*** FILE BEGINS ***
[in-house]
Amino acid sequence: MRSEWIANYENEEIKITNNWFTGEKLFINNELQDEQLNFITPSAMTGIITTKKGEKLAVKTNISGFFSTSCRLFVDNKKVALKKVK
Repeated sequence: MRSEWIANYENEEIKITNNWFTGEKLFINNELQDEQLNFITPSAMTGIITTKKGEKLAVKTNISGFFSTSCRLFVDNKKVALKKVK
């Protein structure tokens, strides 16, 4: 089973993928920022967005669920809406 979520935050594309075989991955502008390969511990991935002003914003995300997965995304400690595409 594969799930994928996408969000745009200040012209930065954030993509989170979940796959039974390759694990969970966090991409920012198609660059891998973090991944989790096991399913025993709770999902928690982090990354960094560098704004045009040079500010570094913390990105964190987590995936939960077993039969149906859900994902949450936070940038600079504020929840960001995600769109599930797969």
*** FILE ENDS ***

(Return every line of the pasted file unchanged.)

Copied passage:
[in-house]
Amino acid sequence: MRSEWIANYENEEIKITNNWFTGEKLFINNELQDEQLNFITPSAMTGIITTKKGEKLAVKTNISGFFSTSCRLFVDNKKVALKKVK
Repeated sequence: MRSEWIANYENEEIKITNNWFTGEKLFINNELQDEQLNFITPSAMTGIITTKKGEKLAVKTNISGFFSTSCRLFVDNKKVALKKVK
């Protein structure tokens, strides 16, 4: 089973993928920022967005669920809406 979520935050594309075989991955502008390969511990991935002003914003995300997965995304400690595409 594969799930994928996408969000745009200040012209930065954030993509989170979940796959039974390759694990969970966090991409920012198609660059891998973090991944989790096991399913025993709770999902928690982090990354960094560098704004045009040079500010570094913390990105964190987590995936939960077993039969149906859900994902949450936070940038600079504020929840960001995600769109599930797969």